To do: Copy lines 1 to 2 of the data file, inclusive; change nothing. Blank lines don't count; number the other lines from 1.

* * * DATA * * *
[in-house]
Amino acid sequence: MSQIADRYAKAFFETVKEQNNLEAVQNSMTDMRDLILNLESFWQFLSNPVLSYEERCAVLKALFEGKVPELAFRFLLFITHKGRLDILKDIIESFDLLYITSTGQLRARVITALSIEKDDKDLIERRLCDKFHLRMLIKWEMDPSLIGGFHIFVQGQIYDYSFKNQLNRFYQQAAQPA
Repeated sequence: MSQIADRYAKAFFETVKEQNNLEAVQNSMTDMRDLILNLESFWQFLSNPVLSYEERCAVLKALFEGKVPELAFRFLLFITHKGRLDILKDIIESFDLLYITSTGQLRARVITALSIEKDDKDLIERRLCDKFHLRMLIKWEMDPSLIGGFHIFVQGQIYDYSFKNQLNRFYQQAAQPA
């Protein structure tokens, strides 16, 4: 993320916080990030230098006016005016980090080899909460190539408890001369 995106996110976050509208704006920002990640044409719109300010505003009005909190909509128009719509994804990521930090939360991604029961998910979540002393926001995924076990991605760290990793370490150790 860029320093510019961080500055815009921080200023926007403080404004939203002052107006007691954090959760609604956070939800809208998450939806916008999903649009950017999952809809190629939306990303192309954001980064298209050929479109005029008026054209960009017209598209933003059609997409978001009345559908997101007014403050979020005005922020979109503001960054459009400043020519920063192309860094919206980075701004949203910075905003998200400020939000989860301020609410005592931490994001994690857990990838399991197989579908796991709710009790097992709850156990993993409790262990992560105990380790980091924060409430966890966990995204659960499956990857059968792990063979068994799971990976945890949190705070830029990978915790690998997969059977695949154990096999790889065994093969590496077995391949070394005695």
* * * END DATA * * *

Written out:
[in-house]
Amino acid sequence: MSQIADRYAKAFFETVKEQNNLEAVQNSMTDMRDLILNLESFWQFLSNPVLSYEERCAVLKALFEGKVPELAFRFLLFITHKGRLDILKDIIESFDLLYITSTGQLRARVITALSIEKDDKDLIERRLCDKFHLRMLIKWEMDPSLIGGFHIFVQGQIYDYSFKNQLNRFYQQAAQPA